As part of the Affordable Care Act’s implementing regulations, group health plans are required to include coverage for various forms of preventative care, including all FDA-approved methods of contraception. Various secular, for-profit businesses with religious owners have filed lawsuits asserting that they cannot include contraception coverage in employee health plans without violating, among other things, their free exercise rights under the Religious Freedom Restoration Act (RFRA).
Hobby Lobby, a chain of for-profit arts and craft stores, and Mardel, a chain of for-profit Christian book stores, are both owned by the Green family of Oklahoma City. In September 2012, Hobby Lobby, Mardel, and members of the Green family filed suit to challenge the contraception regulation in federal court in Oklahoma. After the trial court denied Hobby Lobby’s request for preliminary relief, Hobby Lobby appealed to the U.S. Court of Appeals for the Tenth Circuit. In March 2013, we filed an amicus brief in support of the contraception regulations.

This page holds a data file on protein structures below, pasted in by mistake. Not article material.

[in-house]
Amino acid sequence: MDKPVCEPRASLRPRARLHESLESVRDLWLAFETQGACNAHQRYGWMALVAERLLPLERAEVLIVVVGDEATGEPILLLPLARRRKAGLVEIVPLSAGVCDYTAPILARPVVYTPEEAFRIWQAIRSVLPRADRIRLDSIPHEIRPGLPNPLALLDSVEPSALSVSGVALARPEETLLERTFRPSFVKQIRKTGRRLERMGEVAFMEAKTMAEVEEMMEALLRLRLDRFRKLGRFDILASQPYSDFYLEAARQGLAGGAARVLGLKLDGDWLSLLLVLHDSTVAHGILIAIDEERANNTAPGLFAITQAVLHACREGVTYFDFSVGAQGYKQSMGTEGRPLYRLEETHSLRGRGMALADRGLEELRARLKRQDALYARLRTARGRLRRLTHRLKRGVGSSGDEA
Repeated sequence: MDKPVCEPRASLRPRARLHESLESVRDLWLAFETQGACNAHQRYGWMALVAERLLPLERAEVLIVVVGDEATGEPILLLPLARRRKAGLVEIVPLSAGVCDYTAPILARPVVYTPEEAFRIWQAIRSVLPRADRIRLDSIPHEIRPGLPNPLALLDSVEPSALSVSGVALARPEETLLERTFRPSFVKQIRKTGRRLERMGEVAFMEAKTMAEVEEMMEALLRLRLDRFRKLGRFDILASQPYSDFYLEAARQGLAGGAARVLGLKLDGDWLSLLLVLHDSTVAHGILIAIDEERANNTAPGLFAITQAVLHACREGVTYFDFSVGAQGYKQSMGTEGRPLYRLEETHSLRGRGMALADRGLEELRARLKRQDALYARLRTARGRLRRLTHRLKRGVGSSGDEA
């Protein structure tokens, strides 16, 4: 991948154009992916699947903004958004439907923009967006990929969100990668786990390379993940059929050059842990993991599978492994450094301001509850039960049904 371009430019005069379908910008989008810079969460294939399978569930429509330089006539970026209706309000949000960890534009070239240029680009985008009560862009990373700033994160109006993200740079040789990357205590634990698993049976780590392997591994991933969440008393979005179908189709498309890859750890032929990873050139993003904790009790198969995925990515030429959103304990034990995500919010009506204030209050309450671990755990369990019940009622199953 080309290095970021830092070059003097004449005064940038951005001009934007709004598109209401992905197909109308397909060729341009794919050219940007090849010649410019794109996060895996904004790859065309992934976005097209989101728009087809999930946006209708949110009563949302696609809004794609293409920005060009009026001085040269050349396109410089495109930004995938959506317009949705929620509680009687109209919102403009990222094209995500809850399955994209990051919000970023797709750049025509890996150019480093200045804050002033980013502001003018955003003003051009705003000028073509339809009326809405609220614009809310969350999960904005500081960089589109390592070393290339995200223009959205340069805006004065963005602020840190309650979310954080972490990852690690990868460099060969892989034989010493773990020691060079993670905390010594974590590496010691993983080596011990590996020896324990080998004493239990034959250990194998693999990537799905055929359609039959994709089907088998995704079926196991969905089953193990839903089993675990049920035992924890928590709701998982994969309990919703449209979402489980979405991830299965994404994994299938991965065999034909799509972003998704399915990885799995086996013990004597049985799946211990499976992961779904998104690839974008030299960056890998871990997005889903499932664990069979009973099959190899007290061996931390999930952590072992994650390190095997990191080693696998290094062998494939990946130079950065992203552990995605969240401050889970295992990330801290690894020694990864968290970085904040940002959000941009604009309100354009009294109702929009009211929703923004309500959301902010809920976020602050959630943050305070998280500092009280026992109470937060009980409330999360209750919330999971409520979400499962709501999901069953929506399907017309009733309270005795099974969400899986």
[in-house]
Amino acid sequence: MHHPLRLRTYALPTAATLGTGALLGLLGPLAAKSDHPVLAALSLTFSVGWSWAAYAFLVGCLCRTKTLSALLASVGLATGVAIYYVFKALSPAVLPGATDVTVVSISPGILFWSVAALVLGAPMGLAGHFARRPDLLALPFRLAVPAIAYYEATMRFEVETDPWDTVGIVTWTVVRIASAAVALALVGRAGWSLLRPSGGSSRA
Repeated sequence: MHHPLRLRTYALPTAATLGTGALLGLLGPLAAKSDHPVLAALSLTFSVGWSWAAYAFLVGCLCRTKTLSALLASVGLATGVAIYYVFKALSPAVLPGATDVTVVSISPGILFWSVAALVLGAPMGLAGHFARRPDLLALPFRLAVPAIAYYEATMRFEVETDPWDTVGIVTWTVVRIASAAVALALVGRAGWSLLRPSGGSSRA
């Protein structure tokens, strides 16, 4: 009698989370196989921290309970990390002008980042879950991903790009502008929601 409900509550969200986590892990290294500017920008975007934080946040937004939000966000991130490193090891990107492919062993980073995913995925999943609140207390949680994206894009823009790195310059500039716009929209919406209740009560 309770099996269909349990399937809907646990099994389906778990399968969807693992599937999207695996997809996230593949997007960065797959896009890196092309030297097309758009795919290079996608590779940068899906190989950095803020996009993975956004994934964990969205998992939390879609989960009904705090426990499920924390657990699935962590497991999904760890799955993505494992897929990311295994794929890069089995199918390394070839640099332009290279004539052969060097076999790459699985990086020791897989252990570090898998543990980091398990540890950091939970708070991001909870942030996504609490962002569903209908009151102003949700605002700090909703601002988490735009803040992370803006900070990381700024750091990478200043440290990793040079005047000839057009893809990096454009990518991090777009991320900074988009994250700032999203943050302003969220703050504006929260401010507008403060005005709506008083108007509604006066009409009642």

Later that year, the Tenth Circuit held that Hobby Lobby was likely to prevail in its claim that enforcement of the regulations violated the company’s free exercise rights. The U.S. Supreme Court then agreed to hear the case, which was consolidated with another contraception case, Conestoga Wood Specialties Corp. v. Burwell.
In January 2014, we filed an amicus brief with the Supreme Court, on behalf of nearly 30 religious organizations. The brief argues that allowing Hobby Lobby to withhold contraception coverage would interfere with its employees’ freedom to make their own decisions about contraception consistent with their own religious beliefs. We added that RFRA should not be interpreted in a manner that allows entities to impose harms on third parties, such as the employees of Hobby Lobby who would be left without contraception coverage if Hobby Lobby were to prevail.
In June 2014, the Supreme Court ruled in favor of the for-profit corporations, in a 5-4 decision. The Court held that (1) for-profit corporations are persons who can exercise religion under RFRA, (2) the contraception regulations substantially burdened the plaintiffs’ religious exercise, and (3) even if the government had a compelling interest in enforcing the regulations, they were not the least restrictive means of furthering that interest.